Music and Art

Bernardo De Muro

Bernardo De Muro, affectionately nicknamed by his fellow citizens ‘Birraldinu’, was born in Tempio November 3rd,1881.
He started singing as a self-taught person, songs of his land. In 1902, at the urging of close friend Gavino Gabriel, leaves Tempio to go to Rome and to make an admission examination to the Conservatory of Santa Cecilia that exceed with honors.
His debut came in 1910, at the Teatro Costanzi in Rome, interpreting Turiddu in Cavalleria rusticana, famous opera by Pietro Mascagni, conducted by Tullio Serafin; in 1911-1912 he will debut at the Teatro La Scala in Milan, always with a ‘work of Mascagni, Isabeau. After, will sing in several Italian theatres, getting an extraordinary success.

In 1913 Bernardo De Muro starts his lucky travel abroad, where he plays in the most important theatres of the most significant works of Italian and foreign masters.
Hired in November 1924 for a series of concerts in Lima, he met the American soprano Elena Wait Graham. The two married in 1927 from their marriage was born the daughter Joanna Helena, nicknamed Dina.
From his repertoire prefers: Isabeau, Cavalleria Rusticana, Aida, Il Trovatore, Carmen and la Fanciulla del West. The vocal power of the Tempio’s tenor were narrated various legends: it seems that during a concert in the community hall of Tempio one of his acute cracked the windows of City Hall; another said that at La Scala in Milano with his powerful voice broke a window.
After starring in Aida at the Brooklyn Academy in New York on October 15, 1944 he retires from the scene. He died in Rome on October 27, 1955, leaving a discography of great interest and a memoir entitled “ Quando ero Folco” (‘When I was Folco’).

His remains lie in the cemetery of Tempio in a unique pyramid tomb made in granite stone, designed by himself.
The city dedicated to his memory a stadium and a city avenue.

Banda Musicale Tempio Pausania

Musical Band “City of Tempio” origins, date back to the period after the Second World War, when a group of fifty amateur musicians founded for the first time a city band, directed by Francesco Azara, based in the sacristy of San Francesco Church.
During the sixties, the direction was entrusted to the maestro Salvatore Rau, the new headquarters located in the premises adjacent to the church of San Giuseppe; in the late sixties the band broke up, to be reconstituted in 1980 in the presence of major local authorities and the Mayor. The direction was given to the master Masino Azara, son of the founder Master, based in the spaces below the Vecchio Caseggiato, also marking the entry of women in the town band.
Over time there have been many masters: Lorenzo Sanna, the young Fabrizio Ruggero and Alfonso Ruggero, who currently heads the association during traveling exhibitions.The artistic and musical direction is entrusted to Daniele Ricciu, professional musician and virtuous saxophone.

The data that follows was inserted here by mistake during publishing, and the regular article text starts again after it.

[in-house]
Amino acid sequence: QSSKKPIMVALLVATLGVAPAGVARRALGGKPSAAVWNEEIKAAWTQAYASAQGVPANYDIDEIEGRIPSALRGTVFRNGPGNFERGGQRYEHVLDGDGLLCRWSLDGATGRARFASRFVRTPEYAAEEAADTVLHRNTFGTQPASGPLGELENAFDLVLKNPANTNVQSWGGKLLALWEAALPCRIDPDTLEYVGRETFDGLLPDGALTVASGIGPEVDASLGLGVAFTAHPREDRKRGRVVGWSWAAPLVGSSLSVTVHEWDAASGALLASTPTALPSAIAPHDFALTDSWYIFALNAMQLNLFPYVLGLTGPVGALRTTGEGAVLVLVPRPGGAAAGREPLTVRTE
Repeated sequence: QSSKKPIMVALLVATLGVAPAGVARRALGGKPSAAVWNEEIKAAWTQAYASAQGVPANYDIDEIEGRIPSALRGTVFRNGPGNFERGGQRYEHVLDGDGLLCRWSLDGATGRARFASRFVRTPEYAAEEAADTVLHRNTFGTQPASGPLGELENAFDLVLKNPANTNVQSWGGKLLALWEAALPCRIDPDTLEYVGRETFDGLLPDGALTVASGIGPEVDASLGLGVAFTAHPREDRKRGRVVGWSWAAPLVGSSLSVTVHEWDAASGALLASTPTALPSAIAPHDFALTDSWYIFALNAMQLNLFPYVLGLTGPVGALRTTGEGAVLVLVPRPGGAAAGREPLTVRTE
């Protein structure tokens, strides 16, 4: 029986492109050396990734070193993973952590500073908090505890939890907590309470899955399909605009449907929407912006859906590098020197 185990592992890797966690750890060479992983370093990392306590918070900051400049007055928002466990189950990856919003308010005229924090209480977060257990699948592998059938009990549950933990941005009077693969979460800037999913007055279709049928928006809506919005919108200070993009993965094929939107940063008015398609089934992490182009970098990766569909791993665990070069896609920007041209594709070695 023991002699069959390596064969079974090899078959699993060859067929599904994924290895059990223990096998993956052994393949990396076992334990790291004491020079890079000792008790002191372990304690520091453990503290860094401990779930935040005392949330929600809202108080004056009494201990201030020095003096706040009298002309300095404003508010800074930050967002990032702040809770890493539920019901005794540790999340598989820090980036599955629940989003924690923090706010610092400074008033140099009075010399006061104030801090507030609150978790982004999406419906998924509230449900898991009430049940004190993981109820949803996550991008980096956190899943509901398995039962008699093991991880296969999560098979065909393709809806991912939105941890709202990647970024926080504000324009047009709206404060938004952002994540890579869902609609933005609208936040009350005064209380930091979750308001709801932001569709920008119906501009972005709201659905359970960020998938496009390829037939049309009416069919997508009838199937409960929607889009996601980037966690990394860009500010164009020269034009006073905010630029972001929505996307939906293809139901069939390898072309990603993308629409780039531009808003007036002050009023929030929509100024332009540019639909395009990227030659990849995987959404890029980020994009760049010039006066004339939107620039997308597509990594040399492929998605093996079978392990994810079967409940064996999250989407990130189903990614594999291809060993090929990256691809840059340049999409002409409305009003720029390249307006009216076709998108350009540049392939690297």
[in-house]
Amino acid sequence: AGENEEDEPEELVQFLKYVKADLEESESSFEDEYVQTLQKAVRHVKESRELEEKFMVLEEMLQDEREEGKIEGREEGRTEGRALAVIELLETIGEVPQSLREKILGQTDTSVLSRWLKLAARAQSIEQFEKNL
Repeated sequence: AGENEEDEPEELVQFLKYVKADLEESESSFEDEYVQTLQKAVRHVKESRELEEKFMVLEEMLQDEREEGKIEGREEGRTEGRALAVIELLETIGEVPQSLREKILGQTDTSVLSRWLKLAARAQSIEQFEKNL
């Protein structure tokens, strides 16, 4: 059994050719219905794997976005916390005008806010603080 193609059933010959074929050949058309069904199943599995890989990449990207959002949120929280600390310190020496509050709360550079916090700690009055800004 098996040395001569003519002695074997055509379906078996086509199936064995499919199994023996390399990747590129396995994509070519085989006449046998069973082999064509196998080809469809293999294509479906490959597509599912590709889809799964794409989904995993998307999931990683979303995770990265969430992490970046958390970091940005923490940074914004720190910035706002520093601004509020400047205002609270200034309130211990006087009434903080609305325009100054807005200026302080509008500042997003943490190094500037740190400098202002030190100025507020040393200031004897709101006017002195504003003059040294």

Currently the band is composed of thirty elements of all ages. In addition to enliven the celebrations of the city, it took part in several bands meeting and music events.

Gavino Gabriel

Gavino Gabriel was a musicologist, a popular traditions lover of all the Italian regions especially that of Sardinia, with particular regard to  Gallura.
Born in Tempio, August 15, 1881, he graduated in Pisa in 1905. In 1910, he went to London to deliver a series of lectures about the Sardinian musical folklore and between 1913 and 1914 to “Filangieri” of Turin and “Lyceum” of Milan is presented La Jura, an opera that tells a story related to the agro-pastoral world set between 1810 and 1820 among Gallura. His work received numerous positive reviews. He also wrote a Gallura suite for string quartet on islanders themes.

After the war experience that saw him busy as an infantry officer, He come back in Gallura and selected the five tasjadori of Aggius, which were presented in 1910 at the Teatro Quirino in Rome. Gavino Gabriel defined Gallura songs as sweet and harmonious as its landscape, making the first recordings and classifying different types of song, monadic and melodic songs. The term Tasgia does not have corresponding in Italian, we can say that Tasgia is synonymous with grace and harmony. Polyphony of Gallura consists of five singing voices: boci or tinori, contra, trippi, falsittu and grossu or bassu.

In these years he met Gabriele d’Annunzio, making a close friend ship with him, the bard called Gavino Gabriel as “Sardo, of the best of breed”.
Between ’22 and ’25 he will be strongly involved in the study and collaborations with important personalities. In 1932 he was appointed  State Record Director, which he previously established with Rodolfo De Angelis, he interviewed many personalities, including Luigi Pirandello, Grazia Deledda and Giovanni Gentile. Always for the State Record, he recorded a collection of Sardinian Songs, personally directing the group ‘I cinque Aggesi’.

In 1936 he was appointed as journalist of The New Eritrea newspaper, remaining in the new colony for about twenty years. During this period he collaborated with the Italian government in Eritrea as a interpreter and consultant.
He will return to Italy in 1953 where he resumed his non-fiction activities.

He spent the last years of his life in Rome, where he died on November 28, 1980.
In Tempio there are two choirs that are named Gavino Gabriel, and to him the city of Tempio dedicated a plaque applied in the main facade of the town hall.